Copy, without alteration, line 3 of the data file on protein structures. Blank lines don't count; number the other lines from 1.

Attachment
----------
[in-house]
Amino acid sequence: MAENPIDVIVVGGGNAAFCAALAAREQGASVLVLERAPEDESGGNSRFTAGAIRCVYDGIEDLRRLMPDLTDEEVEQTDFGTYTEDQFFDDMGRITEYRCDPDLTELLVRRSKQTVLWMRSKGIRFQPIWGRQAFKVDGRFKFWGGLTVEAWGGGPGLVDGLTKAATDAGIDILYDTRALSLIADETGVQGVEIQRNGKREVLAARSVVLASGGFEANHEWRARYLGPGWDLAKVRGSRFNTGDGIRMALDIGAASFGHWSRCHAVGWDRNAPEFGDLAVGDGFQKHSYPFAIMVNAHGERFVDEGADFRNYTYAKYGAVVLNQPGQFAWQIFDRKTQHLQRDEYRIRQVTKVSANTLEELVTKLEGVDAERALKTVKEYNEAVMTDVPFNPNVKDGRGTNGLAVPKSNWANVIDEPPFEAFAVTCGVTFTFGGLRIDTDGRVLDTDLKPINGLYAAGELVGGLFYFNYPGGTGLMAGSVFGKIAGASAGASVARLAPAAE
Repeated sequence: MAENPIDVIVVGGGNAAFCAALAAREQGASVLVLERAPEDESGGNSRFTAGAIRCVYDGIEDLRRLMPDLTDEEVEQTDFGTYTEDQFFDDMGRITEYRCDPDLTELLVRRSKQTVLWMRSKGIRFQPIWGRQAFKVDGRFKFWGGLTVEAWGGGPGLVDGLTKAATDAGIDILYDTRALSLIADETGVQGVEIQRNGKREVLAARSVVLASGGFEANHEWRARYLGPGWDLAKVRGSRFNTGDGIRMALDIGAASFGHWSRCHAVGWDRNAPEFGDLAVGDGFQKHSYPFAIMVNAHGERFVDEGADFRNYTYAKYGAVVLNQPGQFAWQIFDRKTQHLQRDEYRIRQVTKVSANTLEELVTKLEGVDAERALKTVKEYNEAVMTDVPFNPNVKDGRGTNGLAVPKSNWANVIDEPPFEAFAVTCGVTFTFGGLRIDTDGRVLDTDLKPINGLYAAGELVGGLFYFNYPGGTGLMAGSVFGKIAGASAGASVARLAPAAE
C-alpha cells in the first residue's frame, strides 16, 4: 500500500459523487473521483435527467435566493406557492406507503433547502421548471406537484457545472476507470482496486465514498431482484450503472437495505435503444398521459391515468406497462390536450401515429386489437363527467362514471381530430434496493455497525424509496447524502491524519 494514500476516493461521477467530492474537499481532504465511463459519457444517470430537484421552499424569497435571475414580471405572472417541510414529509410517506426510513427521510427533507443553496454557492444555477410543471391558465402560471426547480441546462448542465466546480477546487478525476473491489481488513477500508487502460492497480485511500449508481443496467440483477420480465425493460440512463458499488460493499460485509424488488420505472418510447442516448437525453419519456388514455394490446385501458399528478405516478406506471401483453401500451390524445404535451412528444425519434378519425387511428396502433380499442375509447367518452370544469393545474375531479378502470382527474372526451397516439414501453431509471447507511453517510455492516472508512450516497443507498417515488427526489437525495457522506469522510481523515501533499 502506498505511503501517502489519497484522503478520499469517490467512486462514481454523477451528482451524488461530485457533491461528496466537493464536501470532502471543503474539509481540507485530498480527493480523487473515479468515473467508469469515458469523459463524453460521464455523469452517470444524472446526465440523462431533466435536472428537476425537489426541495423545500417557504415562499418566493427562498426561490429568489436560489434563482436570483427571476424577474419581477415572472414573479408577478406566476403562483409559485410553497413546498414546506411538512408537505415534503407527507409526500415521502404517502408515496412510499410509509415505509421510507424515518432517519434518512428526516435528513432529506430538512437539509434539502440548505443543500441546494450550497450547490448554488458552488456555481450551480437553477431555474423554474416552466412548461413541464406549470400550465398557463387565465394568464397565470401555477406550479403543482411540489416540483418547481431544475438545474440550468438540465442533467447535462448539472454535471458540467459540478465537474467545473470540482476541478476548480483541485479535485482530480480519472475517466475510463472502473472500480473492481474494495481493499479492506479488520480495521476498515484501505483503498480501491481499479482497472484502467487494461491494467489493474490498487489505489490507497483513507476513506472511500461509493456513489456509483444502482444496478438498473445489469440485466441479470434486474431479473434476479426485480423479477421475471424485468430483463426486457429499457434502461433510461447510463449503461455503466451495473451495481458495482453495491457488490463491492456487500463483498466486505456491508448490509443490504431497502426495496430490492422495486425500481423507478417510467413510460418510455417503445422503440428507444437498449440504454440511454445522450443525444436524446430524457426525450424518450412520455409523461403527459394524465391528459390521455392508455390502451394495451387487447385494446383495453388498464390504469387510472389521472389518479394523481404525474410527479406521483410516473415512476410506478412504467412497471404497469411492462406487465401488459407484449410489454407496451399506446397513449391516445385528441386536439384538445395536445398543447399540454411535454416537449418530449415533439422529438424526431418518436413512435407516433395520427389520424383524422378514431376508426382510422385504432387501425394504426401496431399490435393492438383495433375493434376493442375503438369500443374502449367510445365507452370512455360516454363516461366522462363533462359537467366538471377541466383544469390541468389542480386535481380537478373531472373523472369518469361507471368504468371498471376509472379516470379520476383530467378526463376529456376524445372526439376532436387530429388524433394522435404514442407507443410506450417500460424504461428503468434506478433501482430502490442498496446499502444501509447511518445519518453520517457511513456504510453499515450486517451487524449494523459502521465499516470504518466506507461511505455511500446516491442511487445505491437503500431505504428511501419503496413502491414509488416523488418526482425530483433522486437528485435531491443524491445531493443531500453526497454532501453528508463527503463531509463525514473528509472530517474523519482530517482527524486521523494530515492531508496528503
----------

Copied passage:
Repeated sequence: MAENPIDVIVVGGGNAAFCAALAAREQGASVLVLERAPEDESGGNSRFTAGAIRCVYDGIEDLRRLMPDLTDEEVEQTDFGTYTEDQFFDDMGRITEYRCDPDLTELLVRRSKQTVLWMRSKGIRFQPIWGRQAFKVDGRFKFWGGLTVEAWGGGPGLVDGLTKAATDAGIDILYDTRALSLIADETGVQGVEIQRNGKREVLAARSVVLASGGFEANHEWRARYLGPGWDLAKVRGSRFNTGDGIRMALDIGAASFGHWSRCHAVGWDRNAPEFGDLAVGDGFQKHSYPFAIMVNAHGERFVDEGADFRNYTYAKYGAVVLNQPGQFAWQIFDRKTQHLQRDEYRIRQVTKVSANTLEELVTKLEGVDAERALKTVKEYNEAVMTDVPFNPNVKDGRGTNGLAVPKSNWANVIDEPPFEAFAVTCGVTFTFGGLRIDTDGRVLDTDLKPINGLYAAGELVGGLFYFNYPGGTGLMAGSVFGKIAGASAGASVARLAPAAE